The Farm Bill of 1985 is known for introducing several conservation programs which are still in use by agricultural producers today. The Highly Erodible Lands and Wetlands Conservation (“HEL & WC”) program, first introduced in the 1985 Farm Bill, works to conserve erodible land and wetlands across the United States. The two main components of the HEL & WC program are referred to colloquially as “Sodbuster” and “Swampbuster.” Previous posts discussing Swampbuster are available here, and here. The following is an introduction to the other component of the 1985 conservation programs, Sodbuster.
The main goal of Sodbuster is to prevent the conversion of highly erodible land into cropland in order to reduce soil loss on erosion-prone lands. To accomplish this goal, the Sodbuster program requires that any producer who plants or produces an agricultural commodity on highly erodible land without following an approved conservation plan, will not longer be eligible to receive certain benefits from the United States Department of Agriculture (“USDA”). The Natural Resources Conservation Service (“NRCS”) is responsible for administering Sodbuster and works with producers to identify highly erodible lands and create conservation plans.
According to NRCS, a highly erodible land is land that “can erode at an excessive rate from either water or wind because of soil properties, leading to long-term decreased productivity.” According to the Sodbuster regulations, highly erodible lands are identified according to an “erodibility index” which operates as “a numerical value that expresses the potential erodibility of a soil in relation to its soil loss tolerance value” without taking conservation practices into consideration. 7 C.F.R. § 12.2(a). The regulations go on to explain that an area’s “soil loss tolerance value” represents “the maximum annual rate of soil erosion that could occur without causing a decline in long-term productivity.” 7 C.F.R. § 12.21(a). In other words, an area’s erodibility depends on how much soil erosion could occur each year without negatively impacting the area’s productivity. Highly erodible lands that fall under the scope of Sodbuster are lands with an erodibility index of 8 or more. 7 C.F.R. § 12.2(a).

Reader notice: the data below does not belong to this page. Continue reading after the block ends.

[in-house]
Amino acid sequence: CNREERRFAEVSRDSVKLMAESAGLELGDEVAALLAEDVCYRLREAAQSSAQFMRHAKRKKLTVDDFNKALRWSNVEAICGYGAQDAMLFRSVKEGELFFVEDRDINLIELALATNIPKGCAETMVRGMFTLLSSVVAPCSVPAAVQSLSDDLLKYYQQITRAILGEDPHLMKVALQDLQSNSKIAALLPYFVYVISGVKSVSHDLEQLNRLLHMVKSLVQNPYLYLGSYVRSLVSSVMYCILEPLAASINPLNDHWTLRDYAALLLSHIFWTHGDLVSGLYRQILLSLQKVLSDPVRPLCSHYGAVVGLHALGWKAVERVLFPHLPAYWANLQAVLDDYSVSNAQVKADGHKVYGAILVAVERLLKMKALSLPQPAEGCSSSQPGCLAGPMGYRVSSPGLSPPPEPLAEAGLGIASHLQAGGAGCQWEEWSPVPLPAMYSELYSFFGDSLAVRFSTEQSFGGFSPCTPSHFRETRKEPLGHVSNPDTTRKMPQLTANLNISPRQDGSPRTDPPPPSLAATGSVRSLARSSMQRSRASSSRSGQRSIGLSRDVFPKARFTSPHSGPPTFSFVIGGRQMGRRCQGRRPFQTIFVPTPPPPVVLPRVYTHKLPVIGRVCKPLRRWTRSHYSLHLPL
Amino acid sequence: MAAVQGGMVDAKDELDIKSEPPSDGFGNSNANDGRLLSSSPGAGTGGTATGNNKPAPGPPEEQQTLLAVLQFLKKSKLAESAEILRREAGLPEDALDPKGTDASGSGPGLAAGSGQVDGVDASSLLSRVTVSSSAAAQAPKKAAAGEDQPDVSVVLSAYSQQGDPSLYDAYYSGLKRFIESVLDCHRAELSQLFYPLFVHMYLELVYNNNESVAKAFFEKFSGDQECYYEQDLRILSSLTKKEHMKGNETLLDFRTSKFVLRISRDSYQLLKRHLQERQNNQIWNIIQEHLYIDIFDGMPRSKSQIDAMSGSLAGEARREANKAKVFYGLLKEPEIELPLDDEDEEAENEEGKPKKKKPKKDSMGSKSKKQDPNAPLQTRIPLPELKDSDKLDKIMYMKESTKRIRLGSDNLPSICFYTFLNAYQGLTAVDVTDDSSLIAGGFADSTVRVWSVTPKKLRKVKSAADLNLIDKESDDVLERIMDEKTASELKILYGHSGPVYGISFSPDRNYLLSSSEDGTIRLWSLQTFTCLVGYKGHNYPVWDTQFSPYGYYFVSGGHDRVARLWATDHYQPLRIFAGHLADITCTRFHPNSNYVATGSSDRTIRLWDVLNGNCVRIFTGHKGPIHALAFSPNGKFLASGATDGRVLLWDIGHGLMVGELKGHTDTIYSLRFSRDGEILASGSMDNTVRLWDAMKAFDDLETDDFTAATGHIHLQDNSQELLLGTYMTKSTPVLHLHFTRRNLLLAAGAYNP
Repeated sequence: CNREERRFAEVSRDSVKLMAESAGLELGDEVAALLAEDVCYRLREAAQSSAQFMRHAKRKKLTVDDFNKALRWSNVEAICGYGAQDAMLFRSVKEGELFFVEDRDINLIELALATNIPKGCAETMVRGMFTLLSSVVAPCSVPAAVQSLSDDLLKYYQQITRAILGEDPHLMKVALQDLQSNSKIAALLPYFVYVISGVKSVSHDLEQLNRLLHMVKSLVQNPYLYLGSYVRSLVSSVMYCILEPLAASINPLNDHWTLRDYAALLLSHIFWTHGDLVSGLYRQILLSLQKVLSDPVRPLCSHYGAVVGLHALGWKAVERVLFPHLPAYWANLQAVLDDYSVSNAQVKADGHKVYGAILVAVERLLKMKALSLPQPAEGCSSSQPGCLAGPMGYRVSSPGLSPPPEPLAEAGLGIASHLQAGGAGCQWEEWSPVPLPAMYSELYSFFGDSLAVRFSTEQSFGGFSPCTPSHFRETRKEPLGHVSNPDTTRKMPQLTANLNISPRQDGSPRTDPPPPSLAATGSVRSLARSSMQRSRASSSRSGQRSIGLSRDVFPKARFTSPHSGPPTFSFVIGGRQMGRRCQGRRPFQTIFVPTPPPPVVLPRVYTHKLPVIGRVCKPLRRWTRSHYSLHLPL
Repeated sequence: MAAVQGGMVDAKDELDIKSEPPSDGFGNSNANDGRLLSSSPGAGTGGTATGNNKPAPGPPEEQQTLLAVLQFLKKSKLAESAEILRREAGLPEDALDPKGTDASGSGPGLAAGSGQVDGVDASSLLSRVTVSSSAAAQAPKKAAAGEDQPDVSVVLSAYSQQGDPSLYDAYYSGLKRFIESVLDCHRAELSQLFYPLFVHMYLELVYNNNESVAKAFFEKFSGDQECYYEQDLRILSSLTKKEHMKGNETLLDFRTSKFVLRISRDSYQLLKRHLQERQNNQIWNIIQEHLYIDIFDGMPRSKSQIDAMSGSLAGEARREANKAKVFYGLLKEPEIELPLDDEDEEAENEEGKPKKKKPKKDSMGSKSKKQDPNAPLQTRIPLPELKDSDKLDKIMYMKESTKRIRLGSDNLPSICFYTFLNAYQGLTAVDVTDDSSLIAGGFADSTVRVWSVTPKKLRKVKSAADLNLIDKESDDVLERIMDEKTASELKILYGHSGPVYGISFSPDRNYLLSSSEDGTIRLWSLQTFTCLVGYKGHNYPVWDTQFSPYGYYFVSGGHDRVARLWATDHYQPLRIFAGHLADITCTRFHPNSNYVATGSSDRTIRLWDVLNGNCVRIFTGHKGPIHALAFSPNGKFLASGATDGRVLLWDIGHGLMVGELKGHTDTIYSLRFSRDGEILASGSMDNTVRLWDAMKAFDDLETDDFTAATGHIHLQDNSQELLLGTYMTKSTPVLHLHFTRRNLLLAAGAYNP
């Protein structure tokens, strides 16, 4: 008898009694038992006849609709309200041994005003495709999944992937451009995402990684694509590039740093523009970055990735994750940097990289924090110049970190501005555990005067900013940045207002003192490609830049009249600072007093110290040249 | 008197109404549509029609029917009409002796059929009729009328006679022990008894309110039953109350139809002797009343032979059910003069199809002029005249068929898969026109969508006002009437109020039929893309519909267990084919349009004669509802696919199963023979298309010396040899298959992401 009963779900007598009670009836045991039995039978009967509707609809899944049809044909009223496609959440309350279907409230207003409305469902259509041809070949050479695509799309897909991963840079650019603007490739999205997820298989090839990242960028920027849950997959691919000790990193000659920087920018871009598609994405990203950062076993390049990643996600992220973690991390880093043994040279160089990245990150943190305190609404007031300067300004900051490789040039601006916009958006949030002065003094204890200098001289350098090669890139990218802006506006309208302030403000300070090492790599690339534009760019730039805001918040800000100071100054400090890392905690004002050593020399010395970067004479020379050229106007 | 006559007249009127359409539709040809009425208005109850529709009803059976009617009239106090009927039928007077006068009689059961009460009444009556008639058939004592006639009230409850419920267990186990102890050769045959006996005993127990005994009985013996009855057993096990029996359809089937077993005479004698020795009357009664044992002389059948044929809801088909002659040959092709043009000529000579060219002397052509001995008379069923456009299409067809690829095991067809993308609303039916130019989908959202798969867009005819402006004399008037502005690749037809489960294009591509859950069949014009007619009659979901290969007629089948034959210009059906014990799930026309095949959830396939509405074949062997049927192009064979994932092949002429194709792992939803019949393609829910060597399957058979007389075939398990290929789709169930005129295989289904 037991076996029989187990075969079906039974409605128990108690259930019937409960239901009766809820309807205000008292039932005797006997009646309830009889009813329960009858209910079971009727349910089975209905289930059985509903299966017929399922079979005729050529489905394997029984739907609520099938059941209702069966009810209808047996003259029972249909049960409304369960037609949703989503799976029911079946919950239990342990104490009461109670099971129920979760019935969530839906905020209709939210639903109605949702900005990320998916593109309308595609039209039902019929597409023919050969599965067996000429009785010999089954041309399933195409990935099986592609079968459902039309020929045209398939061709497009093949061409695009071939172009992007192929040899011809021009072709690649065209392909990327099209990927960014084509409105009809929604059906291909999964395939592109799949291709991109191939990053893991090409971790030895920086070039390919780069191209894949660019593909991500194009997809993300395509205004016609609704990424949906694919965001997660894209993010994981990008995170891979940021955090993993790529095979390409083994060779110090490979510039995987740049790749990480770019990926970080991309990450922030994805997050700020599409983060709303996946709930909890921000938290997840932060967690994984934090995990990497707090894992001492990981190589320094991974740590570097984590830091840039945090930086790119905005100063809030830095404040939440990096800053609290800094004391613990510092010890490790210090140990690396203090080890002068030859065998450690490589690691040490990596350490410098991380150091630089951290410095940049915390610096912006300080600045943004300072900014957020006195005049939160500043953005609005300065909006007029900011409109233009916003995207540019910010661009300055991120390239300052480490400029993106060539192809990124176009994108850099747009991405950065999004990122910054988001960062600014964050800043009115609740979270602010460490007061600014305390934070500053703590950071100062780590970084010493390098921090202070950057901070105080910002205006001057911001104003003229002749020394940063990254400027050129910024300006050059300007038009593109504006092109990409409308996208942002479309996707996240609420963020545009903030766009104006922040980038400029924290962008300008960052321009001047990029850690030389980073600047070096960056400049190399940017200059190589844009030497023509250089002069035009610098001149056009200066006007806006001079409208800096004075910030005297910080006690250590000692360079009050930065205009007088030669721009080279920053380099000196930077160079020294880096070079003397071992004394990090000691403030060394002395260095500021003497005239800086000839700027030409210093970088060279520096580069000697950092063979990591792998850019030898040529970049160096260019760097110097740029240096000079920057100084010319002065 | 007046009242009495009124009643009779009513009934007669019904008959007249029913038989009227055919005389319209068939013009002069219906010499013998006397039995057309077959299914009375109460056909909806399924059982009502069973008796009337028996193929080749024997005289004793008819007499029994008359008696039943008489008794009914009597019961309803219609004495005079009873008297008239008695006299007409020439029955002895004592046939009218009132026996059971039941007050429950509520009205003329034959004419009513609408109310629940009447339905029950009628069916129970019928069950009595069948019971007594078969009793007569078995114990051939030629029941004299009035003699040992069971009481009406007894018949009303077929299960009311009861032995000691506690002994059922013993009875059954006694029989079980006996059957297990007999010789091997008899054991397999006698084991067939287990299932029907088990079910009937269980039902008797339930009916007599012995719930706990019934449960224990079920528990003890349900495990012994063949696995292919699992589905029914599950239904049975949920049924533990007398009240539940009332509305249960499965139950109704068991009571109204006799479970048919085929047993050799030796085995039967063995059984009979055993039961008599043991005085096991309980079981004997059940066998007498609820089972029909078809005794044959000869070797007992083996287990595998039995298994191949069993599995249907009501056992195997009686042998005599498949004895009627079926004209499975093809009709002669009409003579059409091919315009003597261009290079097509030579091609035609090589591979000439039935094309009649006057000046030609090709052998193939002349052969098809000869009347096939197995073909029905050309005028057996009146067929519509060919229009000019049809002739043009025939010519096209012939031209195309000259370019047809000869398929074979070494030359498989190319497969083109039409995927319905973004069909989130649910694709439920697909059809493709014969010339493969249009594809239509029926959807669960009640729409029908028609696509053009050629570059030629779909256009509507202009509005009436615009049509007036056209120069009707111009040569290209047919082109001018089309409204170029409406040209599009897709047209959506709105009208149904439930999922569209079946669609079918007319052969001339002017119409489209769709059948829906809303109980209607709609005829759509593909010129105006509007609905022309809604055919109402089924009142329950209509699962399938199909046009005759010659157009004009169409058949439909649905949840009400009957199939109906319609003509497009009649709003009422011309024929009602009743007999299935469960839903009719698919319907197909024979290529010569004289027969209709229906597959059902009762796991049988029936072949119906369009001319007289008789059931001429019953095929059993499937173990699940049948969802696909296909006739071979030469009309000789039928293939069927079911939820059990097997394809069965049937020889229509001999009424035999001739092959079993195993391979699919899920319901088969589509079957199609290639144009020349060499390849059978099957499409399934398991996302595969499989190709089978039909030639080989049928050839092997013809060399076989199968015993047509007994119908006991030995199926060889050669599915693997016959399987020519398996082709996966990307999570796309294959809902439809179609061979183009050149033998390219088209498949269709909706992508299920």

Under Sodbuster, NRCS is responsible for making highly erodible land determinations, and working with producers to develop conservation plans and systems. NRCS makes highly erodible land determinations field-by-field, and based on the proportion of the total acreage that contains highly erodible soil. A field will be classified as highly erodible land if either 33.3 percent or more of the total field acreage has highly erodible soils, or 50 acres or more of the field has highly erodible soils. Producers who want to know if a highly erodible land determination has already been made for their land can contact their local Farm Service Agency (“FSA”) office for the most current determination. If a determination does not exist, then a producer may request one by notifying FSA via Form AD-1026 “Highly Erodible Land Conservation and Wetland Conservation Certification” and delineating on a map the location for the requested determination. From there, FSA transfers the request to NRCS.